A Leading Question: Bruce Harrell and Lessons from Family Politics
Editor's note: KPLU has asked all nine candidates in the Seattle mayoral race to tell us about a time when his or her leadership skills were put to the test. One candidate's answer follows.
Bruce Harrell put his campaign headquarters all of three blocks from the house he grew up in, in the Central District. Striding down 23rd Avenue, it's clear his history here is thick. Over and over he gestures toward a house. That's Mr. Buchanan's house, he says, and Mr. Carter's, Mrs. Young's.
Then on the corner of 24th and Olive sits the two-story Craftsman home where he says his parents raised him to be street-wise and respect family.
A House Divided
Those roots made it that much tougher when years later, it was a family dust-up that tested his leadership. His grandmother had just died, and her three children couldn't agree on what to do with her old house by the Arboretum, whether to hang on to it or cash in.
"It really tore our family apart," said Harrell.
Harrell says it fell to him to chart a course through the emotionally-charged dispute. And it was especially touchy because, remember—this was his father’s generation he was dealing with. He had to play diplomat to his own father and uncles.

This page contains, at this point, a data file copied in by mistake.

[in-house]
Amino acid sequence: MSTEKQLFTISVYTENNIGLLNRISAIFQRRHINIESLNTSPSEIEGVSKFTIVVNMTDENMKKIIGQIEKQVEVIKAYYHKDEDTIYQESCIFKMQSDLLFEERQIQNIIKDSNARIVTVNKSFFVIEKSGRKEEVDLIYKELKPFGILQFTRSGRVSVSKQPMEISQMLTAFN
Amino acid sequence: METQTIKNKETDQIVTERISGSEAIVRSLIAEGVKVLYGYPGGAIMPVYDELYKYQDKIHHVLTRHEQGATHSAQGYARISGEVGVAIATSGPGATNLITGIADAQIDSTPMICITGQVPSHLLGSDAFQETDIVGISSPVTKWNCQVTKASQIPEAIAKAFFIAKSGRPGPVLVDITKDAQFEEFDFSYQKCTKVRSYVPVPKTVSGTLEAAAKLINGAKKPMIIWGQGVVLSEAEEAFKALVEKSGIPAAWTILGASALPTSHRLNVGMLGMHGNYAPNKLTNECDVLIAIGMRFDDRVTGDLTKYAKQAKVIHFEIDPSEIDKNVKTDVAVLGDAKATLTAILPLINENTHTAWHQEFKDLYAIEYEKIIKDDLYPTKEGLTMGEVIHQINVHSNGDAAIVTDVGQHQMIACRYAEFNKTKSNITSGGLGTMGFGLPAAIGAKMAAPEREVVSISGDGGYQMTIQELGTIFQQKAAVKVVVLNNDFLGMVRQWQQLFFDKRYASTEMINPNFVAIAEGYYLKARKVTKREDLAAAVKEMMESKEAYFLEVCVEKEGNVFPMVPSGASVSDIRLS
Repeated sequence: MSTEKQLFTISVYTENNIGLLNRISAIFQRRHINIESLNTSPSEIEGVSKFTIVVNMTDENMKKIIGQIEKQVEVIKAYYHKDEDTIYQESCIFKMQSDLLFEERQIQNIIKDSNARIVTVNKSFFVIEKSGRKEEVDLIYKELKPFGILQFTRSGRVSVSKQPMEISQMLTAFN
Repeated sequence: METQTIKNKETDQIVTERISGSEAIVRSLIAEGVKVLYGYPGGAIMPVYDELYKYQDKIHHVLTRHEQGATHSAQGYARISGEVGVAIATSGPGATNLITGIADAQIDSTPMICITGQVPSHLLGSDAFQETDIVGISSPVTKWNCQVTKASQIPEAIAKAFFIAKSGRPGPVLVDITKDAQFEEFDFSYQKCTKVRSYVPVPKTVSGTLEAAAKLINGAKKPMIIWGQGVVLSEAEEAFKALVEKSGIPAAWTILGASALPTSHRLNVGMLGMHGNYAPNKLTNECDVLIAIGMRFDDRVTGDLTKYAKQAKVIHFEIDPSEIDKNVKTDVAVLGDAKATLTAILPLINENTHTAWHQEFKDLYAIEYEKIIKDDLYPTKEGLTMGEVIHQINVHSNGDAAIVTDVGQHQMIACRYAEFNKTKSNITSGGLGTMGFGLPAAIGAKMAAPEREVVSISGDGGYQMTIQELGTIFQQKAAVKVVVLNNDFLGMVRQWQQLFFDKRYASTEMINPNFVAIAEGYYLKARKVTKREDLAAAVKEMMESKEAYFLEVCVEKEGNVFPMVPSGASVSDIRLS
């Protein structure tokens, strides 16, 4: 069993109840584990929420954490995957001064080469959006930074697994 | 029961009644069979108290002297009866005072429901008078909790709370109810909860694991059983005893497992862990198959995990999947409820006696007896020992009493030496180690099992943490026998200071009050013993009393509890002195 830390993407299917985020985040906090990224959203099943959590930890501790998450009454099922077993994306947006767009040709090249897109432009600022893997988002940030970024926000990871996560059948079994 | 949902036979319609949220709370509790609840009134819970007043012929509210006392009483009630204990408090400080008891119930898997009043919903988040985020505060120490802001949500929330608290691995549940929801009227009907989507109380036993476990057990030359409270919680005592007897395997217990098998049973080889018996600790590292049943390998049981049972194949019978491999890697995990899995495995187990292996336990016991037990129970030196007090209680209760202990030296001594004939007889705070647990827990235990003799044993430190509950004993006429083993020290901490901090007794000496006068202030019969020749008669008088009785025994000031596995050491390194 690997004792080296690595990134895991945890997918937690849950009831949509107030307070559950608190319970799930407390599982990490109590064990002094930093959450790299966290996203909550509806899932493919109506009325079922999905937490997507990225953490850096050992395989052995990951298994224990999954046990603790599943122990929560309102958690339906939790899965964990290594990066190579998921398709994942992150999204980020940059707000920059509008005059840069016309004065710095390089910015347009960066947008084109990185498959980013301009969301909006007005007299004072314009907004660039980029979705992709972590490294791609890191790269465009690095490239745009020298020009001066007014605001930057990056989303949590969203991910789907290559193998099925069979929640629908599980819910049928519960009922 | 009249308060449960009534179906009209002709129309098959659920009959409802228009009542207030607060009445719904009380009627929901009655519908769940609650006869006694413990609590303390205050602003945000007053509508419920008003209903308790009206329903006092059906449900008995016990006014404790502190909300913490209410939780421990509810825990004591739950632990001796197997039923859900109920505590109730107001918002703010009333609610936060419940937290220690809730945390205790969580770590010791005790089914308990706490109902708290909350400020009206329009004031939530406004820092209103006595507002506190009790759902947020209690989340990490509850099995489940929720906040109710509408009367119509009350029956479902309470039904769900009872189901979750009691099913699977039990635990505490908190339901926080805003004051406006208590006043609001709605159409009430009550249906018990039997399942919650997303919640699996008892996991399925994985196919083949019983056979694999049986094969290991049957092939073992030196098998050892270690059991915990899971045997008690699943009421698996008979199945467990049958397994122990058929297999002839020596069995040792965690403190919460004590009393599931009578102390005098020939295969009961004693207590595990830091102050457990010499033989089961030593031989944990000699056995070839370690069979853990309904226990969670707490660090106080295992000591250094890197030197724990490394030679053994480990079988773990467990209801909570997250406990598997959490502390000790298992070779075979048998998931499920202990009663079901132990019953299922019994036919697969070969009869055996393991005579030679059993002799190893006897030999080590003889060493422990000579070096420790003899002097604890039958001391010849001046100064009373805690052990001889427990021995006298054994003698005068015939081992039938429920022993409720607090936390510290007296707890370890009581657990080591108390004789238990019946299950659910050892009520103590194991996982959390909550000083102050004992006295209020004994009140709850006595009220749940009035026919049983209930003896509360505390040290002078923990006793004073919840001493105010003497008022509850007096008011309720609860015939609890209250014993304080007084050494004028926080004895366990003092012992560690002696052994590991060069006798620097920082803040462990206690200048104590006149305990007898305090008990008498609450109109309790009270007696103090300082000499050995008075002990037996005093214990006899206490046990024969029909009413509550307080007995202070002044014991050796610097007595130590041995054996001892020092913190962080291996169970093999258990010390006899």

"There's no right or wrong in most of these disputes," Harrell said. "Some family members wanted to sell it. Some family members were saying, our grandfather built that house here Seattle. And for a black man to build a house in the 1940s, we should always keep that in our family. So there's no right or wrong."
Harrell says he finally did broker a solution that didn't back anyone into a corner. They did sell the house, but found other ways to honor their grandparents' legacy. The key to bringing everyone along, he says, is to assume people’s hearts are in the right place.
"In politics, people try to attack motives. And I don't. I assume most people are trying to do the right thing. It's just a question of technique and methodology," he said.
Politics Is Like a Family
Harrell says that attitude has served him well in political fights, like when he pushed through a measure prohibiting employers from denying someone a job just because of a criminal record. It wasn't a popular measure in many circles.
And Harrell says the ability to win over people and make a case in good faith will help him keep his campaign promises, whether it’s a free year of college for every high school grad or more community policing.
You have to keep your priorities straight, he says. Just like in a family.
"In a family you can't take things so seriously that you forget the most important thing. And the most important thing is the family," Harrell said. "In this situation, the most important thing is the welfare of our city. That comes before all else."
It’s a lesson he learned right here in this neighborhood, at the core of Seattle, and of Bruce Harrell's political identity.